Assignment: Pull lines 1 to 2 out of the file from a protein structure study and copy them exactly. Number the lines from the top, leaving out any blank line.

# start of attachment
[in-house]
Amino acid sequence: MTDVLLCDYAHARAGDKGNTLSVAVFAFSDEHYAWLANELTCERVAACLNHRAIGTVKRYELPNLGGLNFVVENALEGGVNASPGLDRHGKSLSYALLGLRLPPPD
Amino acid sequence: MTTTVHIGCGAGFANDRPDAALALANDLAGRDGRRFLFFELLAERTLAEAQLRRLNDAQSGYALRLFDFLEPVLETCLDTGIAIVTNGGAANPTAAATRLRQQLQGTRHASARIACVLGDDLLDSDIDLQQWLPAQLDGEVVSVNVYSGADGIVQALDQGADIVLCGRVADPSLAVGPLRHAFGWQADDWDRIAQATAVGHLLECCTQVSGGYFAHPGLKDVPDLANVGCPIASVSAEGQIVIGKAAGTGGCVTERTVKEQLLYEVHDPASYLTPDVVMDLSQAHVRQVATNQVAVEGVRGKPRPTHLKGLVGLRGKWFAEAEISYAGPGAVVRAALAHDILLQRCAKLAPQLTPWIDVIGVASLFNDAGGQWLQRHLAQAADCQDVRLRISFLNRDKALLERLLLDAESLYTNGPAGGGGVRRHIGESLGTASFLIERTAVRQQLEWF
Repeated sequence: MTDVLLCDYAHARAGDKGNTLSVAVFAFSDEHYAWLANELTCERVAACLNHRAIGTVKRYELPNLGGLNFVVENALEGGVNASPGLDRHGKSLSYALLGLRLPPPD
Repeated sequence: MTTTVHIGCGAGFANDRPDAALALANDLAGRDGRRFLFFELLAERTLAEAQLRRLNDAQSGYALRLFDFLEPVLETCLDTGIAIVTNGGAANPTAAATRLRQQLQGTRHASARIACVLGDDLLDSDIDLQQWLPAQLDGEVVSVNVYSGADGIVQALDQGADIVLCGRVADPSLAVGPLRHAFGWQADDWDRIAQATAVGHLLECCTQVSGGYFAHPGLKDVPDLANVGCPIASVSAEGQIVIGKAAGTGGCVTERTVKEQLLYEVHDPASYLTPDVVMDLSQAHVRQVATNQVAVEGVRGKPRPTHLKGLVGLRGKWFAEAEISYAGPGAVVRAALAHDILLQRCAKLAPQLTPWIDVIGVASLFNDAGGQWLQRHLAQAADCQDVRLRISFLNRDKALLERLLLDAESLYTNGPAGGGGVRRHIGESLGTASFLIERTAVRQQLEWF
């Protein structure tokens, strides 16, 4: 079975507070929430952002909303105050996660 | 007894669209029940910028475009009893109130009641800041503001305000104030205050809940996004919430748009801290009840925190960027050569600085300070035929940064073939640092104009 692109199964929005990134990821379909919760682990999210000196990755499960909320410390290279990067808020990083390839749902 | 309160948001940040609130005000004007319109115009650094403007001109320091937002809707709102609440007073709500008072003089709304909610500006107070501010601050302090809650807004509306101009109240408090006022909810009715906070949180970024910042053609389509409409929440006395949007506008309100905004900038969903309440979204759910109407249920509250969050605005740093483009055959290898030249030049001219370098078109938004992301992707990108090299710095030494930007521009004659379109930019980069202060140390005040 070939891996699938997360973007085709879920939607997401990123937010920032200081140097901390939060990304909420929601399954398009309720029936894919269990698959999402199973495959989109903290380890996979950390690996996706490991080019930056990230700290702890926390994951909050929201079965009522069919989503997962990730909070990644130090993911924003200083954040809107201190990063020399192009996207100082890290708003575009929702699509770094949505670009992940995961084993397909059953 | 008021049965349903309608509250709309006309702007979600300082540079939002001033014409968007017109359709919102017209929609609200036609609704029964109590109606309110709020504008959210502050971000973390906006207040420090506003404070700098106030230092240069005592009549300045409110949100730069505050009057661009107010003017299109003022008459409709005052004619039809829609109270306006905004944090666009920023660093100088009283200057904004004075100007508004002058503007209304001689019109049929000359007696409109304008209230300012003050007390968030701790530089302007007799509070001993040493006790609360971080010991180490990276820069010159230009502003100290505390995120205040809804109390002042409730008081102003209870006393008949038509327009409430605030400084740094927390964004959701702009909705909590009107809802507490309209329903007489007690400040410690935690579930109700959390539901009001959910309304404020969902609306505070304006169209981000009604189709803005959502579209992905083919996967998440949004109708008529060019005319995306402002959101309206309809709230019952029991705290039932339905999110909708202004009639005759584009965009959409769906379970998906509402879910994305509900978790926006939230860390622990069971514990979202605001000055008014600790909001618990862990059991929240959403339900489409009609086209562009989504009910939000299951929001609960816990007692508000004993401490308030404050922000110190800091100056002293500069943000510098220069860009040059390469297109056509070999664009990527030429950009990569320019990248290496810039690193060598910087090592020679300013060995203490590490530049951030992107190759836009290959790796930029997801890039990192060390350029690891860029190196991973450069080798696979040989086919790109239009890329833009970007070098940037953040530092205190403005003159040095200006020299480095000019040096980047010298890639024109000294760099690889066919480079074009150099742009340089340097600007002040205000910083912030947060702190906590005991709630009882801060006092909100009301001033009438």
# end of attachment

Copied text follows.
[in-house]
Amino acid sequence: MTDVLLCDYAHARAGDKGNTLSVAVFAFSDEHYAWLANELTCERVAACLNHRAIGTVKRYELPNLGGLNFVVENALEGGVNASPGLDRHGKSLSYALLGLRLPPPD